This is one of the most frequently asked questions. There is a whole lot of confusion in the market about which cable is the better one.
All of the cables make use of RJ-45 end. This is something that is plugged into the Ethernet jack that goes in to switches, routers, and your computer. However each cable has its own proper way to install according to the way that suits its particular design. The one notable difference between all these lies in the price. It is estimated that whatever vendor you approach to get these the Cat 6 will cost you around 30 percent higher than Cat 5. Cat6a too is approximately 30 percent more costly than Cat6.
However, there is no single factor that can help you judge for sure that one is better than the other. To be able to tell which cable is superior, there are plenty of different aspects that need to be assessed for each.
Cat6 and Cat6a are designed specifically for Gigabit Ethernet, and several other typical network protocols. Both of these can work on 1000BASE-TX, 100BASE-TX, and 10BASE-T. So how exactly does one gauge the difference between these? It’s easy. You look into the distance and speed for each. Cat6 is noted to perform at 250 MHz. It also comes with a reduced maximum length of 37 to 55 meters, but only when used with 10GBASE T applications.
The Cat6a on the other hand goes up to twice as much as that, recorded to perform at exactly 500 MHz. Obviously this allows for 10GBASE T to be run farther.
The Cat6 is packed with a tighter twist in cables. This is something that allows for two way communication on every pair of wires. Cat5 does not come with this particular feature.
Crosstalk occurs when a signal interferes with another signal that is emitting from a different circuit. Nobody wants that. Premium insulation in these cable wires can help prevent this. The attenuation for this was noticed to be a lot lower after the Cat6a cable came out; unlike with the earlier versions like Cat5, crosstalk is lower.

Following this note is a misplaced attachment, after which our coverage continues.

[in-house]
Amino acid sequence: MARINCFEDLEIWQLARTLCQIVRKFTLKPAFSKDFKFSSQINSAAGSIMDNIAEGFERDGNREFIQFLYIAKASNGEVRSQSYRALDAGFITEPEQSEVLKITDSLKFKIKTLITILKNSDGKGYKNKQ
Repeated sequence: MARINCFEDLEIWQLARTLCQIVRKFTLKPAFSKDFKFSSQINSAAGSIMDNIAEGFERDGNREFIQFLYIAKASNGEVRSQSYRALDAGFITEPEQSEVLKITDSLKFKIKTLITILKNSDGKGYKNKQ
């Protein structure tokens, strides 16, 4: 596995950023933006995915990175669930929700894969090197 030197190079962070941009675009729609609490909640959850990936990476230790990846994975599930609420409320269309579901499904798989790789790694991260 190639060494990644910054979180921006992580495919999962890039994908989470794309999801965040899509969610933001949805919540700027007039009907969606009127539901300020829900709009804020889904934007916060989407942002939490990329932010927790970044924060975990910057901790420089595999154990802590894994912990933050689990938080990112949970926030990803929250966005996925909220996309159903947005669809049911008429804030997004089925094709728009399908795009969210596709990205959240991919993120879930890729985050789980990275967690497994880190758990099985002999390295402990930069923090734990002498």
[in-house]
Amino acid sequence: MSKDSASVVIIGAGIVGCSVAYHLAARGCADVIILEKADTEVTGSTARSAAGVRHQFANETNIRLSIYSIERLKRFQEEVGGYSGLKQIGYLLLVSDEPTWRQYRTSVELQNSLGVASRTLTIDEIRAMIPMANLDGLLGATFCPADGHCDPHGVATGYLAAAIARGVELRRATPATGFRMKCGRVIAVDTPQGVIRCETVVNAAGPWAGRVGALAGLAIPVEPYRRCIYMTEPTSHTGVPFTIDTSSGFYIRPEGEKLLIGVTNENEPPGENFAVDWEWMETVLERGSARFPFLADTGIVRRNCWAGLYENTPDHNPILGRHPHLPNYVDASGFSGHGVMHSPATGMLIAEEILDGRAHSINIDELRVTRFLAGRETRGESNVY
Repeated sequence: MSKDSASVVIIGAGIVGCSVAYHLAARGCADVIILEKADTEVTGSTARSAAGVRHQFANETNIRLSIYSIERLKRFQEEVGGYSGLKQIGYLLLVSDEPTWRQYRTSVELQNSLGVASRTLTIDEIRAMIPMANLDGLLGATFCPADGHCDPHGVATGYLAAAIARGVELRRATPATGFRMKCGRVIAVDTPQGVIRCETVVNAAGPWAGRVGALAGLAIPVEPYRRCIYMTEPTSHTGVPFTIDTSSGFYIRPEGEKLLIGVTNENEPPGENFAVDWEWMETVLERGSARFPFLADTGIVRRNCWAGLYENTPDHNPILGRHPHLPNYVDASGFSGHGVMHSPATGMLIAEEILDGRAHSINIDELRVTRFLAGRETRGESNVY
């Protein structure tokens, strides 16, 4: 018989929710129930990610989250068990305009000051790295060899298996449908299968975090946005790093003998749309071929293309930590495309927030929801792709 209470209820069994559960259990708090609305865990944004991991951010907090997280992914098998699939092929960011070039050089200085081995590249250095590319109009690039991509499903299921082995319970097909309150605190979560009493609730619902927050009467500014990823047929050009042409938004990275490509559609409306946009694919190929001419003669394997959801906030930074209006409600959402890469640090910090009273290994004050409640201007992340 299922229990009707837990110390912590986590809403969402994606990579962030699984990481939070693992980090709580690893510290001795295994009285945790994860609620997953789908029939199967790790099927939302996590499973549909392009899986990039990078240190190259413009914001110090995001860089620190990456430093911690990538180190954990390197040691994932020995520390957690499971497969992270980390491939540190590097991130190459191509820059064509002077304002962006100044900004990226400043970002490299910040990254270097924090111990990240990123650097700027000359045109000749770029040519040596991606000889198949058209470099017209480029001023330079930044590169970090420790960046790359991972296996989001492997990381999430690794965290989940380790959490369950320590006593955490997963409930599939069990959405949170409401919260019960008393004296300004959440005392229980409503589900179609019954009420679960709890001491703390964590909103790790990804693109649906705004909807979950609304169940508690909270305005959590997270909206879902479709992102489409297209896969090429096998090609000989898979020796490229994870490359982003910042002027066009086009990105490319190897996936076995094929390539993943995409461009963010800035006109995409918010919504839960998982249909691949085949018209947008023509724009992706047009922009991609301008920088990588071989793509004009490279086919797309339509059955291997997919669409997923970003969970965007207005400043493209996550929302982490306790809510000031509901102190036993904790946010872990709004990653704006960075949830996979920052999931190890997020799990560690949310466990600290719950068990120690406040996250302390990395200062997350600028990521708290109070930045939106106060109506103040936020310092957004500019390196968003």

When the first batch of Cat6a cables hit the market in 2008, they were a lot larger than the Cat6 cables we were used to. With that a lot of manufacturers tried their best to tone down the cable size without compromising on any of its features. That being said, it may look like it had a good run in cross fit, it is still the fattest cable out of the lot. Also unlike Cat6, Cat6a has extra twists. And we thought Cat6 had too many of them.
This clearly demands greater bandwidth. All installers believe in this area that Cat6a is better and a smarter choice, something that is there to stay and pave the way for the future. The size of the cable does not matter as much once you see the impressive speed and crosstalk prevention.
When you chose Cat6a cable, do remember a few things as you go.
Unlike Cat6 or Cat5, Cat6a is 50 percent heavier. This means you might have to rethink the number of cables you can fit inside the fancy cable tray you bought. So if you bought the new cable, you might want to look up cable trays with more space capacity as well. Also remember that expert installers recommend that you do not bundle more than 50 Cat6a cables at a given time. Also be smart about cable placement, since the cable Cat6a is the heaviest out of the lot you might have to place it at the bottom of the tray so that it does not crush other small cables.
Cables like these are capable of speeds higher than 500 MHz, which means that Cat6a could definitely do with more testing than the categories that went by before it. If you are calling in a professional installer you might want to budget extra for tests like far end crosstalk, near end crosstalk, PSAFEXT etc.
The Cat 6 came out a little time after the Cat5e did. The cable allows for the ability of 10Gigabit network. During much of the first decade of the 21st century Cat6 was used for the link between switches and routers while Cat5 was used only in workstations.
Cat6 makes use of 23 gauge. You may even notice a piece of plastic in the cable that separates these pairs apart. This is supposedly done to limit crosstalk as much as possible. There is no technical proof of this separator making much of a difference when it comes to performance functionality. The Cat6a also makes use of the 23 gauge, but it is far more thick than the one present in Cat6. That also is in turn a lot thicker than the one available in Cat 5. This could be because of unnecessarily thick plastic that is present next to the wires, and also because of how tightly the wires are wound so as to reveal more copper for every inch. Cat 6a works with 10 Gigabit for each second, if you view Ethernet with the distance of 328 ft.
Therefore, it is safe to assume that if you are in the market looking for a cable that can work long term, than go with the better performing at full distance cable: that is Cat6a. But if you do not have any cables that extend over 140 or 150 ft, then Cat6 might be the ideal choice for 10 Gigabit Networks. Cat5e works wonders for a lot of people. There are tons of organizations that prefer placing servers on cloud. Because of this there is little need for internal networking. The only thing that you have to consider then is the speed of the internet service and the cable type.Back to all Posts